Obama Pleads for Patience on Economic Recovery
President Obama on Saturday continued to make his case for patience about the economic recovery following a spate of disappointing news last week that suggested a turnaround wasn't as close as expected.
Job growth slowed sharply in May, unemployment inched up to 9.1 percent and housing prices dropped to a new low. Economic indicators also showed that manufacturers cut 5,000 jobs last month. Those were the first job losses in that sector in seven months.
In his weekly radio and online address, Obama said people need to be patient about the economic recovery and that training workers for manufacturing jobs will help with the turnaround.
"It's going to take time," he said, arguing that the recession didn't happen overnight and won't end that way, either.
Recent polling found broad disapproval with Obama's handling of the economy as the 2012 presidential election takes shape. It reached 59 percent in a Washington Post-ABC News poll.
No president since World War II has won a second term with a jobless rate above 7.2 percent, and Obama's options for achieving faster economic growth before the November 2012 election appear limited.
Obama scheduled a visit to Durham, N.C., on Monday for a session with his jobs council on how Washington can encourage private-sector hiring. Council members and administration officials also planned to hear from businesses in the region.
Last Wednesday, Obama announced an effort by the private sector, colleges and the National Association of Manufacturers to help half a million community college students become trained and certified for manufacturing jobs. They would get a credential guaranteeing that they are skilled.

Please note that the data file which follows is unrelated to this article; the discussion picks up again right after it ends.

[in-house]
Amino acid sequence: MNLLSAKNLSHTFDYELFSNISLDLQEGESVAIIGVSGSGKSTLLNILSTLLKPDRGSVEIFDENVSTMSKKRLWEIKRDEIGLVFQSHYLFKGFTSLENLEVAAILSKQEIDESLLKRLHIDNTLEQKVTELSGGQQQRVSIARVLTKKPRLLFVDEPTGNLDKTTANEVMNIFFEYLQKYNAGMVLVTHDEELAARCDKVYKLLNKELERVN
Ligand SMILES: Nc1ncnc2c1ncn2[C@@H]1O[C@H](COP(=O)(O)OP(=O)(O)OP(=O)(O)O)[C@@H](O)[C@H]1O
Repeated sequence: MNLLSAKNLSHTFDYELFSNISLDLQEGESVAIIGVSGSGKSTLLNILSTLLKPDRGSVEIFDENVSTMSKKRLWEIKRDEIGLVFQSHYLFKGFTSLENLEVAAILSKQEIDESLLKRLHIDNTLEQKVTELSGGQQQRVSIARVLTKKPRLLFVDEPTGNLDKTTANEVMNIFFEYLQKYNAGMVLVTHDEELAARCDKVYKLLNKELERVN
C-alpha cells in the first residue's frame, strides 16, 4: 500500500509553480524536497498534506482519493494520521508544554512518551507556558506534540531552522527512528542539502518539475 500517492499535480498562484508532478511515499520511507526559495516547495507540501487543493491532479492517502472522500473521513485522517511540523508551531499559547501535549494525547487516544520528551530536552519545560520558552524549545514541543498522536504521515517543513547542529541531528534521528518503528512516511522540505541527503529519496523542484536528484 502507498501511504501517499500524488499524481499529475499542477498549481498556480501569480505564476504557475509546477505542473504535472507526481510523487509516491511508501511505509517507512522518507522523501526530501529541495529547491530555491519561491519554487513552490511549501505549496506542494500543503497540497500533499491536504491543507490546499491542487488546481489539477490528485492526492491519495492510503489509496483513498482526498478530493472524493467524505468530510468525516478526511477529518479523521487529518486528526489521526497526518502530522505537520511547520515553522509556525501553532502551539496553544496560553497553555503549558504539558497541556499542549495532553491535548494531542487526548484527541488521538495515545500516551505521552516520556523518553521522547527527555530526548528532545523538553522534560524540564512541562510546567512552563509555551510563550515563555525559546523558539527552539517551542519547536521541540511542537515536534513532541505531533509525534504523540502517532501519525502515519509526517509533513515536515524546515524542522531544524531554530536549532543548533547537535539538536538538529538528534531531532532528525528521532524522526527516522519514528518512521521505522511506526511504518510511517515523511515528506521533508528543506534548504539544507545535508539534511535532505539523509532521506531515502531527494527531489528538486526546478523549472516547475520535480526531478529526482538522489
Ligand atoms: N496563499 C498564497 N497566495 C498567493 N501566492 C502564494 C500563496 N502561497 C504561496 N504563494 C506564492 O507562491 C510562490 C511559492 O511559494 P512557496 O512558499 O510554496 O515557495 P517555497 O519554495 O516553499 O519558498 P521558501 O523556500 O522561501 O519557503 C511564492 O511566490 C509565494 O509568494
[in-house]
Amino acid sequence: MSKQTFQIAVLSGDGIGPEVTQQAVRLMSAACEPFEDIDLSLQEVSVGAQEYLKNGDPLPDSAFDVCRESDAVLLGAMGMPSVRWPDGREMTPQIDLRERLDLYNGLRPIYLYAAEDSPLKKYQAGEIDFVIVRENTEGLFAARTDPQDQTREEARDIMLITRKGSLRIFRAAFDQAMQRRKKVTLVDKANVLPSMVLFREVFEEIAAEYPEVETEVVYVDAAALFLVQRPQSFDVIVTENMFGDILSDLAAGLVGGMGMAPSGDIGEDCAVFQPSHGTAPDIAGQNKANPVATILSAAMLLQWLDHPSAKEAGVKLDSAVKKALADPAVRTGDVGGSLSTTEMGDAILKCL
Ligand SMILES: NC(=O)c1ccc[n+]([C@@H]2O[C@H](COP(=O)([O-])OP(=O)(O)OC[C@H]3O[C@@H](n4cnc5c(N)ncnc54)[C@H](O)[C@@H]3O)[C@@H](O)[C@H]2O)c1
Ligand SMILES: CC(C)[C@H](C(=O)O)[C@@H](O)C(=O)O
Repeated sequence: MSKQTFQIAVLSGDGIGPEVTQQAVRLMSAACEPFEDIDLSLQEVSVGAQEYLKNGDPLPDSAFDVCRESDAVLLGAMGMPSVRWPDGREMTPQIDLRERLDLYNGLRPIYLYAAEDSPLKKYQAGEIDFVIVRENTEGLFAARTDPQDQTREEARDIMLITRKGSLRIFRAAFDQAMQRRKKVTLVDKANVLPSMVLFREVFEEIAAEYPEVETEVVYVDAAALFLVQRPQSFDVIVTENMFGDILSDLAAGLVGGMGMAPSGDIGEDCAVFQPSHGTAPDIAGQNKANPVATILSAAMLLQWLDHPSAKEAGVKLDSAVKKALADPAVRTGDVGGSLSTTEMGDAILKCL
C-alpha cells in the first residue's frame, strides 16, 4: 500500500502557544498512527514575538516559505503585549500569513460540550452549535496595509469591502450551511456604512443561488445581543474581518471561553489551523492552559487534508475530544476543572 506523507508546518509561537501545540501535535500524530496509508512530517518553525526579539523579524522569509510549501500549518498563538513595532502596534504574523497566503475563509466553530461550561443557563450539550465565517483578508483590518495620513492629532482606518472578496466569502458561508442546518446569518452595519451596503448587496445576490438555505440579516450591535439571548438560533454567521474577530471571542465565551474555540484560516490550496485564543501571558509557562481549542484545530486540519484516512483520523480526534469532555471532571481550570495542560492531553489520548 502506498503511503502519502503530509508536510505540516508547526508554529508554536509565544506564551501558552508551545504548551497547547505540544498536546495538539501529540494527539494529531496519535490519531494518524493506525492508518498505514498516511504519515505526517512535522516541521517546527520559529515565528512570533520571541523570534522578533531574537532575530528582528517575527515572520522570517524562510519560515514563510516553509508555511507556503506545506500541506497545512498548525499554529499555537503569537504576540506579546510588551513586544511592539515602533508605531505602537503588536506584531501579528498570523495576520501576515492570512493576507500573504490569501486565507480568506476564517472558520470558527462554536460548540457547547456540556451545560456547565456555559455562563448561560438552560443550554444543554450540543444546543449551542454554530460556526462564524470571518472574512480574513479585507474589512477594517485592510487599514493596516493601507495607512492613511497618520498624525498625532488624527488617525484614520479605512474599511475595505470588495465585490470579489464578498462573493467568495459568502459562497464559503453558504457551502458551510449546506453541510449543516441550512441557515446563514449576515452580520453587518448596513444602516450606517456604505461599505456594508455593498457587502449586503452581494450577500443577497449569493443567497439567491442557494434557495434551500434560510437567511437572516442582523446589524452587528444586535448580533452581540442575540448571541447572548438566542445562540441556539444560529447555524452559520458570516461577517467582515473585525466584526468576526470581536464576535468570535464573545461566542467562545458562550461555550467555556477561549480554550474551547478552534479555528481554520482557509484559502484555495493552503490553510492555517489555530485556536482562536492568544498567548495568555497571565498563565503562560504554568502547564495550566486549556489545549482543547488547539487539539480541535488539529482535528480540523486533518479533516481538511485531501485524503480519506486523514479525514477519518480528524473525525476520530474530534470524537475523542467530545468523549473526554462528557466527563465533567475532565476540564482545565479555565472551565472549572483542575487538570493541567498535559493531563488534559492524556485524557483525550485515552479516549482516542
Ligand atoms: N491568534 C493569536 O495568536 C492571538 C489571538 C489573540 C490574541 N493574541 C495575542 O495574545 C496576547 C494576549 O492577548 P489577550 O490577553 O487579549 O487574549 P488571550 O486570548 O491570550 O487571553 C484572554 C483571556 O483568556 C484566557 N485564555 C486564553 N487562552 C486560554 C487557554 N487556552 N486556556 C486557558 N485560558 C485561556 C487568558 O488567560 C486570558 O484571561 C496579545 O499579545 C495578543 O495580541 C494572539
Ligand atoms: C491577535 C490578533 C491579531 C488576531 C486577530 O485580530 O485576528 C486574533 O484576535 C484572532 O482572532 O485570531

"If you're a company that's hiring, you'll know that anyone who has this degree has the skills you're looking for," the president said Saturday. "If you're a student considering community college, you'll know that your diploma will give you a leg up in the job market."
Obama said other steps, such as providing students with a quality education and investing in new jobs in the clean energy sector, will aid economic growth.
In the weekly Republican message, also on jobs, Rep. Adam Kinzinger, R-Ill., recalled the administration's promise that unemployment would go no higher than 8 percent after Obama pumped billions of dollars into the economy soon after taking office.
Kinzinger said the "road to refueling our economy and creating jobs" includes tackling government debt, simplifying tax laws, limiting regulations, passing free-trade agreements with Colombia, Panama and South Korea, and boosting domestic energy production.
"These are some of the steps we need to take to get government out of the way and let our economy grow and get back to producing jobs," he said.
The Associated Press contributed to this report.